Pro Tip: Always make sure the policy is portable, meaning you can take it with you when you leave, if you get it through work.
This is an individual decision that you will need to weigh as a family or as a parent. Just as the insurance companies do, you will want to do your research and weigh the risks of each option.
Consider the Company Thoroughly
Some insurance companies have an automatic decline policy for conditions like type 1 diabetes. Do your research and don’t waste your time applying to these companies.
Not only is applying to these companies with an automatically-denied condition a time-waster, a history of previous declines could make finding a policy even more difficult. Because of this, you want to limit declines as much as possible.
But life insurance acceptance guidelines are not standard from company to company; in fact, they are far from it. An outright denial from one company does not mean you’ll receive an outright denial from the next.
Some companies see the condition as a huge risk, while others routinely insure people with type 1 diabetes.
Some companies might put a huge value in low A1C levels, while some might put more value in a long history of regular doctor visits and a healthy BMI. The variations are endless.
Working with us, because we know the industry, can be an invaluable help. We will likely be able to advise as to which companies are more likely to insure you, and which it might be best to skip and avoid an outright denial.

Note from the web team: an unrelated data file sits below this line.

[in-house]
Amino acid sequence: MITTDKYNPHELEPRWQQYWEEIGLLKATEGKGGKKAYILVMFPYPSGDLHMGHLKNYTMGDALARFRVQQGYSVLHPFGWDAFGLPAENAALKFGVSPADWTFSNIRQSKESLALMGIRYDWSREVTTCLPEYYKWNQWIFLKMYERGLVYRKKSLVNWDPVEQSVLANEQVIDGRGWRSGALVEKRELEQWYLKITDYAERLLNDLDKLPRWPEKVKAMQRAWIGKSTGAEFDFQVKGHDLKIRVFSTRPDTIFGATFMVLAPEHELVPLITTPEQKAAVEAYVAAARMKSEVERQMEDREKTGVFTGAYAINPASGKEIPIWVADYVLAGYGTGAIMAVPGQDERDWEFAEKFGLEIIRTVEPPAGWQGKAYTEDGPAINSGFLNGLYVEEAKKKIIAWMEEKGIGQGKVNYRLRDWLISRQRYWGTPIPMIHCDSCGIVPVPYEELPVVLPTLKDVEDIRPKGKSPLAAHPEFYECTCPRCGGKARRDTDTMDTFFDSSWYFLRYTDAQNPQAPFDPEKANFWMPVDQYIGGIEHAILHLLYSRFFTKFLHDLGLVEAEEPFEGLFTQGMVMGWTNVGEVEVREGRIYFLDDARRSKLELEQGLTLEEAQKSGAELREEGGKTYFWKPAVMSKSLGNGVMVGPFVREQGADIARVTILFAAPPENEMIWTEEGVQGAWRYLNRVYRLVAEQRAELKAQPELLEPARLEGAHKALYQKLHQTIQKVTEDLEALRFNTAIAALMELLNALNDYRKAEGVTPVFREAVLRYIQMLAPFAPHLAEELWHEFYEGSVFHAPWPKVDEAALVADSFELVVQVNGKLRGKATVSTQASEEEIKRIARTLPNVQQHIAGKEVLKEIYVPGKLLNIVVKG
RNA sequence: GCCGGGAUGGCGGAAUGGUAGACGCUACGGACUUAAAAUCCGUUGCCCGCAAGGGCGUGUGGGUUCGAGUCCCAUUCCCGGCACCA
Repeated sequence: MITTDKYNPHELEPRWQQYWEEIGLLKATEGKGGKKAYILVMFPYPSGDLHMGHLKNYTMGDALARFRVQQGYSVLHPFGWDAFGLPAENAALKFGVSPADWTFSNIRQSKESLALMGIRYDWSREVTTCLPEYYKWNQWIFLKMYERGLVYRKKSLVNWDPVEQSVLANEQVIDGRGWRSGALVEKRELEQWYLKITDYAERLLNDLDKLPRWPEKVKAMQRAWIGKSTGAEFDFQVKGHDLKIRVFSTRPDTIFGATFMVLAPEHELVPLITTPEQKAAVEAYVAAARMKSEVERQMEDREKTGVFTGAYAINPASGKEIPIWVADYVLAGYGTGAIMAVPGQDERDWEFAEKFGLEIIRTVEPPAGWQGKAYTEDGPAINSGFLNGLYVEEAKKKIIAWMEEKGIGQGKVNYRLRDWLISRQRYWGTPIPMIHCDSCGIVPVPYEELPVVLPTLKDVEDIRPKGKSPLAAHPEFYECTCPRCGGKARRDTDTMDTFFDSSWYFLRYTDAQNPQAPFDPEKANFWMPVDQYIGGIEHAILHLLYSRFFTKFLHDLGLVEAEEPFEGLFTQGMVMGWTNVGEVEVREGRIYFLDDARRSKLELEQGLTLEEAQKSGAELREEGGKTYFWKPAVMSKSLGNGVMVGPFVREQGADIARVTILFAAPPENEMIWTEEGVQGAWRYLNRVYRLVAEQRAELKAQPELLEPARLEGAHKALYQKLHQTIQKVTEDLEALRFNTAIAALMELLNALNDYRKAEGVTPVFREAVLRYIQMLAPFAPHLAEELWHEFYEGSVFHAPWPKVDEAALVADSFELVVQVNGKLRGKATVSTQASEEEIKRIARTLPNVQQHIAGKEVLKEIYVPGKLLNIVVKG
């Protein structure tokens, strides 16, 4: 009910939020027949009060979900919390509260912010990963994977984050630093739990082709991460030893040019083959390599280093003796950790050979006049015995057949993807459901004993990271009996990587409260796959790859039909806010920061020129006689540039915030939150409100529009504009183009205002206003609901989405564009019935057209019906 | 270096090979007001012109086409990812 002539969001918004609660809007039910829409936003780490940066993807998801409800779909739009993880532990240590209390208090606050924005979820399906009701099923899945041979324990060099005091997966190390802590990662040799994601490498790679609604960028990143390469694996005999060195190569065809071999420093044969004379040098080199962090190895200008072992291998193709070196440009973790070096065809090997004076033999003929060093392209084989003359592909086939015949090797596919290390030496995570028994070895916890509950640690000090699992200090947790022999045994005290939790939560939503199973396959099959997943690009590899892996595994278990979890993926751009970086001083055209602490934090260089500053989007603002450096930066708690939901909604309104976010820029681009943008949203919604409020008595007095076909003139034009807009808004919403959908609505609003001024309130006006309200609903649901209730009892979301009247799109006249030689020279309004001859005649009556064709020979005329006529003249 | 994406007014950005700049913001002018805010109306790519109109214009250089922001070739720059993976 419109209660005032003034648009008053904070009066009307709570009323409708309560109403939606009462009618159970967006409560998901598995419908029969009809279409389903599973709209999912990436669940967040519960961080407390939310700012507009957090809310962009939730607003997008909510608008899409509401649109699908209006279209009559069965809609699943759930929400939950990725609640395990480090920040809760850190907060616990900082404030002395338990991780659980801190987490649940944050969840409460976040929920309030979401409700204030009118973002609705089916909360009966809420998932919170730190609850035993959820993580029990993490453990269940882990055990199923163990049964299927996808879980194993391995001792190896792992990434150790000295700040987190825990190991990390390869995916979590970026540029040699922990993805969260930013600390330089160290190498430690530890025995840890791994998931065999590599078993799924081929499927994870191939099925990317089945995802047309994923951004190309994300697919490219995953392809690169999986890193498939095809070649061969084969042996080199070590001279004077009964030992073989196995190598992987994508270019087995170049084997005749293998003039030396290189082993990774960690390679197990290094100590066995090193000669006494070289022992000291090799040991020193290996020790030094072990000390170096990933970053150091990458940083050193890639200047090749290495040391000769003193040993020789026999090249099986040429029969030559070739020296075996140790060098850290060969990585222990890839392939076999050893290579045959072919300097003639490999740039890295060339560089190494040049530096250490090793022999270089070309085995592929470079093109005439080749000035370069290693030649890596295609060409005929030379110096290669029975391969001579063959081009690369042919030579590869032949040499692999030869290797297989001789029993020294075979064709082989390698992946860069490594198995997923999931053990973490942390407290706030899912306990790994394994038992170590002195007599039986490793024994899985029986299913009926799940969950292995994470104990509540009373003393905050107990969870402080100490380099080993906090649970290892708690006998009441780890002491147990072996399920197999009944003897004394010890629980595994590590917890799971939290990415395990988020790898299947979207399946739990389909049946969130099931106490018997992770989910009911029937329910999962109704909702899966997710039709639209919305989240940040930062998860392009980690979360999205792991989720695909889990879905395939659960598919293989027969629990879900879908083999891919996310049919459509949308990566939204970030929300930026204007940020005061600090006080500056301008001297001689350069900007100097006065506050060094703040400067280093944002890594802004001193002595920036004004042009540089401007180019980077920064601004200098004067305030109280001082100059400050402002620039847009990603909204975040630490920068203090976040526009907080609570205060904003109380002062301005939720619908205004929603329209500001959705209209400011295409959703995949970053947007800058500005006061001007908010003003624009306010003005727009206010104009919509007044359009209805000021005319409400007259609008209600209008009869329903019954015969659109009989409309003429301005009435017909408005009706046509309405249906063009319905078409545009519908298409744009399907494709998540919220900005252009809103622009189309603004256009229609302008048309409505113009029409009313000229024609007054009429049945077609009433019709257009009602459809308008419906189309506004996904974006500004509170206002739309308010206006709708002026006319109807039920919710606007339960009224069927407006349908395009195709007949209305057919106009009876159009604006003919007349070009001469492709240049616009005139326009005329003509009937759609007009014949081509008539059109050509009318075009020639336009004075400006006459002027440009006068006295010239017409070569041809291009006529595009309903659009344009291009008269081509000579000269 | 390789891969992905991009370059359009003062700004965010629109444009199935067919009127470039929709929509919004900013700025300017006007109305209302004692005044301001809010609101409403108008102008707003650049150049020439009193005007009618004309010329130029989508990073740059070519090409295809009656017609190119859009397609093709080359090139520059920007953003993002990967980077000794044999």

It is also important to remember life insurance options often to vary from state to state. We can assist you there, too.
Cost Expectations for Type 1 Diabetics
Once you are approved for life insurance, you can still expect to pay higher than a person without type 1 diabetes or another chronic condition.
Typically, type 1 diabetes patients have a rate which is an average of two to three times higher than peers without the condition. While it’s not always the case, it is likely.
However, a life insurance policy can mean, if something happens to you, your family won’t be left saddled with your debts, or unexpectedly without your salary, or whatever your unique case may be.
And just because your policy cost may be higher doesn’t mean it will be outrageously high or unaffordable. Many type 1 diabetics find affordable, solid life insurance plans which will help protect and provide for their families.
This peace of mind is priceless.
You may also be able to opt for a plan which does not require a medical examination. This can be a good option if, for example, you know your diabetes is not well managed or if you have a complicated medical history with many diabetic complications.